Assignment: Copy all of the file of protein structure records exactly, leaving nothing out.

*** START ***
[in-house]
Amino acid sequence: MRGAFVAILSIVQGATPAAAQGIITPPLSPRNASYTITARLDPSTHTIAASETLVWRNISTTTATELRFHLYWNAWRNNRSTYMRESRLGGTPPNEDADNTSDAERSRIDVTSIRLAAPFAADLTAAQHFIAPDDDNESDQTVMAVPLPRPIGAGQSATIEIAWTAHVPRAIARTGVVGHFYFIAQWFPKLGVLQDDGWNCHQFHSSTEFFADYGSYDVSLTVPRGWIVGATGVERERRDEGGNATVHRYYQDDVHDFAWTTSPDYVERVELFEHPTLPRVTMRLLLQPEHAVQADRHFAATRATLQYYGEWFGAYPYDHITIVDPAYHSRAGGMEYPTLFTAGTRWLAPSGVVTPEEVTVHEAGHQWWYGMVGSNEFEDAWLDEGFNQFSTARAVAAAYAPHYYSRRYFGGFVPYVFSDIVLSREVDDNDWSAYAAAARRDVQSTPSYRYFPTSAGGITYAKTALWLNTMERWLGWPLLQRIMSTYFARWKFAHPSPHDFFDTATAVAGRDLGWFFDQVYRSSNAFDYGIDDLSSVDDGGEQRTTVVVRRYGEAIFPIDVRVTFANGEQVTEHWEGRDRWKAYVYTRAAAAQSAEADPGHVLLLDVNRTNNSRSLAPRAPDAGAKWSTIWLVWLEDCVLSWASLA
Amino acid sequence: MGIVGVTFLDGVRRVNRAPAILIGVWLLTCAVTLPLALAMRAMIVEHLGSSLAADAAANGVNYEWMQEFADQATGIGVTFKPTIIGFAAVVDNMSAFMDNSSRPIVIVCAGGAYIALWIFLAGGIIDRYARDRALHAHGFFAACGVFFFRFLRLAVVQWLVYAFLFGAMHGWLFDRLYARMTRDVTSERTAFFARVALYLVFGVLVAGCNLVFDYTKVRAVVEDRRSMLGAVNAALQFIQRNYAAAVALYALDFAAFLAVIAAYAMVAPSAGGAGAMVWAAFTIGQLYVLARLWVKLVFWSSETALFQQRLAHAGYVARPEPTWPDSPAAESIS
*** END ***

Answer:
[in-house]
Amino acid sequence: MRGAFVAILSIVQGATPAAAQGIITPPLSPRNASYTITARLDPSTHTIAASETLVWRNISTTTATELRFHLYWNAWRNNRSTYMRESRLGGTPPNEDADNTSDAERSRIDVTSIRLAAPFAADLTAAQHFIAPDDDNESDQTVMAVPLPRPIGAGQSATIEIAWTAHVPRAIARTGVVGHFYFIAQWFPKLGVLQDDGWNCHQFHSSTEFFADYGSYDVSLTVPRGWIVGATGVERERRDEGGNATVHRYYQDDVHDFAWTTSPDYVERVELFEHPTLPRVTMRLLLQPEHAVQADRHFAATRATLQYYGEWFGAYPYDHITIVDPAYHSRAGGMEYPTLFTAGTRWLAPSGVVTPEEVTVHEAGHQWWYGMVGSNEFEDAWLDEGFNQFSTARAVAAAYAPHYYSRRYFGGFVPYVFSDIVLSREVDDNDWSAYAAAARRDVQSTPSYRYFPTSAGGITYAKTALWLNTMERWLGWPLLQRIMSTYFARWKFAHPSPHDFFDTATAVAGRDLGWFFDQVYRSSNAFDYGIDDLSSVDDGGEQRTTVVVRRYGEAIFPIDVRVTFANGEQVTEHWEGRDRWKAYVYTRAAAAQSAEADPGHVLLLDVNRTNNSRSLAPRAPDAGAKWSTIWLVWLEDCVLSWASLA
Amino acid sequence: MGIVGVTFLDGVRRVNRAPAILIGVWLLTCAVTLPLALAMRAMIVEHLGSSLAADAAANGVNYEWMQEFADQATGIGVTFKPTIIGFAAVVDNMSAFMDNSSRPIVIVCAGGAYIALWIFLAGGIIDRYARDRALHAHGFFAACGVFFFRFLRLAVVQWLVYAFLFGAMHGWLFDRLYARMTRDVTSERTAFFARVALYLVFGVLVAGCNLVFDYTKVRAVVEDRRSMLGAVNAALQFIQRNYAAAVALYALDFAAFLAVIAAYAMVAPSAGGAGAMVWAAFTIGQLYVLARLWVKLVFWSSETALFQQRLAHAGYVARPEPTWPDSPAAESIS